For marine biology students, a sea change

Photo by Lori Lennon

As part of the Three Seas program at Northeastern University, student Stephanie June partook in a diving expedition to examine coral reefs off the coast of Panama.

But her fondest memory of the underwater excursion had nothing to do with exploring the so-called “rainforests of the sea.”

That’s because midway through her deep-water dive, she experienced a once-in-a-lifetime encounter with a harmless 30-foot-long spotted whale shark.

Of meeting the largest living fish species on the planet, the senior biology major says, “Out of nowhere, this shark was right underneath me. Very rarely do you get to see them.”

Now in its 28th year, the Three Seas program enables students to study and conduct research in three diverse environments with many of the world’s leading marine scientists.

Run by the Marine Science Center (MSC) at Northeastern University, graduate and undergraduate students spend the fall semester at the MSC in Nahant, Mass. The only major, year-round marine laboratory in the Greater Boston area is just 12 miles from campus and has classrooms less than 100 yards from the Atlantic shorefront.

In the winter, students study at the Smithsonian Tropical Research Institute in Panama for three months, followed by a two-month stint in the spring on San Juan Island, Wash.

The program — which includes daily lectures, fieldwork and diving expeditions — is taught by marine biologists from leading research institutions, including Northeastern University, Brown University, Scripps Institute of Oceanography, and University of California campuses at Berkeley, Santa Barbara and Santa Cruz.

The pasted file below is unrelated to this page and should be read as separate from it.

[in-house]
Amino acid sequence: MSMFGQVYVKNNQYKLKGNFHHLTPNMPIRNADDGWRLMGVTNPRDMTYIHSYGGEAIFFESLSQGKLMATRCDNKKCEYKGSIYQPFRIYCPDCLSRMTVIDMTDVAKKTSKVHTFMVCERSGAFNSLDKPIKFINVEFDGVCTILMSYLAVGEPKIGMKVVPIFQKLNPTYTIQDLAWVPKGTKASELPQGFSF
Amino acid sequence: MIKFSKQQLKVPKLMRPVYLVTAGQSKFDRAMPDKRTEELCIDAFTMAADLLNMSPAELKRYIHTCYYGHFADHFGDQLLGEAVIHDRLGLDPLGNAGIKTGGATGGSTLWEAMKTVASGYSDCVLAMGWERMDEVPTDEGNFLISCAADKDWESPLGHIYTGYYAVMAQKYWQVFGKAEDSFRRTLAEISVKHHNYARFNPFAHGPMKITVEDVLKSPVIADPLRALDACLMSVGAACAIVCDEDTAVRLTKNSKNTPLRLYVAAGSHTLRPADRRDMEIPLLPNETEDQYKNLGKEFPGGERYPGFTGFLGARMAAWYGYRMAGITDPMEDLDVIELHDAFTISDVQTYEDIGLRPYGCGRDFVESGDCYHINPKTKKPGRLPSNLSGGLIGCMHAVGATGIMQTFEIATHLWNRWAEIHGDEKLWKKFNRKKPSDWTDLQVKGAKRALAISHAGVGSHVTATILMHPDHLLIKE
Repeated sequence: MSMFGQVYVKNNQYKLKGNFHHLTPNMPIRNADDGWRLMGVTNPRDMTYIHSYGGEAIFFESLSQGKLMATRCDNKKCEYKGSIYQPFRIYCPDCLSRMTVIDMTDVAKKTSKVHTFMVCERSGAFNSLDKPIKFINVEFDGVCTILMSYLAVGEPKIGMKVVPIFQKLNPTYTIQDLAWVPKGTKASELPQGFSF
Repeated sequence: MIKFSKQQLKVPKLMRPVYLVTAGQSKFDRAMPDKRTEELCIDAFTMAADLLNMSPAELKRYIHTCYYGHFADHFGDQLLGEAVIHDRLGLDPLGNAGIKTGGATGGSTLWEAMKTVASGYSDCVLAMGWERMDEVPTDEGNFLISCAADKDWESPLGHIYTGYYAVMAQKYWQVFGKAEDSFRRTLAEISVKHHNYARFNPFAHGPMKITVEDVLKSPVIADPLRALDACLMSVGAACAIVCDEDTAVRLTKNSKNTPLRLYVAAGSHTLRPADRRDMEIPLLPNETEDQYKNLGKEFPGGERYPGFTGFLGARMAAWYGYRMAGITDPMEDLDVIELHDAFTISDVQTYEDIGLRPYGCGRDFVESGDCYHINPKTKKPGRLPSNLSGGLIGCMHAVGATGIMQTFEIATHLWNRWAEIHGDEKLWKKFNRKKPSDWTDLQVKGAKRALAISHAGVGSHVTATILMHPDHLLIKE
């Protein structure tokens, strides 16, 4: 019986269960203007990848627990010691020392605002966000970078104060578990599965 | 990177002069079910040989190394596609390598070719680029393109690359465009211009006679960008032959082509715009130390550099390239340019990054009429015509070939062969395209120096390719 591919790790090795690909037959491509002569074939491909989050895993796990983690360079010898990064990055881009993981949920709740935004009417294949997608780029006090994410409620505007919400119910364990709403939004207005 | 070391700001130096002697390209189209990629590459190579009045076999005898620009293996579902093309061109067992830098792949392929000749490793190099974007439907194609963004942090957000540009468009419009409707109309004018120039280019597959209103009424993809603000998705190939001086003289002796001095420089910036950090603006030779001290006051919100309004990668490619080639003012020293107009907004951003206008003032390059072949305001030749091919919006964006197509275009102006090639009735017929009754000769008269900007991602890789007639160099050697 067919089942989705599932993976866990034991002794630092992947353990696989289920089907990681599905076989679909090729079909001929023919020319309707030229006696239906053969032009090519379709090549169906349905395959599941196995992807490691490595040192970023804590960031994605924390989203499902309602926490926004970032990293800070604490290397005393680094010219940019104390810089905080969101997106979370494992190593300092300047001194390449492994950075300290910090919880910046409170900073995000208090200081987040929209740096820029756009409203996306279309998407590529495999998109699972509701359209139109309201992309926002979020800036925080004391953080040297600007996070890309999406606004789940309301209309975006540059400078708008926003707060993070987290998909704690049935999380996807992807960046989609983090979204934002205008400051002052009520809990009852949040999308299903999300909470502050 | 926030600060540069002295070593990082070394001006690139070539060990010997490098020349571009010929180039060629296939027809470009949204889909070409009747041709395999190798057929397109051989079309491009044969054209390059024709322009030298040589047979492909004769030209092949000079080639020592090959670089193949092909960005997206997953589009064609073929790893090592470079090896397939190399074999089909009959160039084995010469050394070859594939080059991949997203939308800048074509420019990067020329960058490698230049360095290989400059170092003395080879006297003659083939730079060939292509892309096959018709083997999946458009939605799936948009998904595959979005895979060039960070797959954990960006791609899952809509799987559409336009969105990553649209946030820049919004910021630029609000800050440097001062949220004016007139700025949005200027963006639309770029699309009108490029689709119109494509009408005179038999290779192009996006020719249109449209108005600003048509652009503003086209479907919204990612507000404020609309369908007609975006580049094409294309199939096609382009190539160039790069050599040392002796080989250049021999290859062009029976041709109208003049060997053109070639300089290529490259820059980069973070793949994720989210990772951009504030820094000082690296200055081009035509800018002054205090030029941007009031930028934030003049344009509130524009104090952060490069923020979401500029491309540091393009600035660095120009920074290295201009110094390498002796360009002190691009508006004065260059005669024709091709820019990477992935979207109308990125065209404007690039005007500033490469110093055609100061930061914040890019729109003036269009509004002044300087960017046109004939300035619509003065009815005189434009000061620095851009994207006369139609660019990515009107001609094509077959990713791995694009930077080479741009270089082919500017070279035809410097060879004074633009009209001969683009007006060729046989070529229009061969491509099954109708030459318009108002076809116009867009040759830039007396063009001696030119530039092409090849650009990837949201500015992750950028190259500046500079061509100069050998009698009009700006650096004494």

Senior biology major Sonia Ahrabi-Nejad praises the experiential learning opportunities at the core of the program. “By being out there for an entire year, in three different labs, with top research professors, I feel more prepared for grad school and a career than if I was just sitting in a classroom,” she says.

“You’re not just going out and enjoying the Caribbean for two months,” June adds. “You have to work hard.”

This fall, Northeastern expanded the marine biology concentration to a marine biology major in the College of Science.

Sal Genovese, director of the Three Seas Program, compared training students in the new discipline to preparing minor league ball players for the big leagues. “Through the new major, we can home grow our own marine biologists,” he says.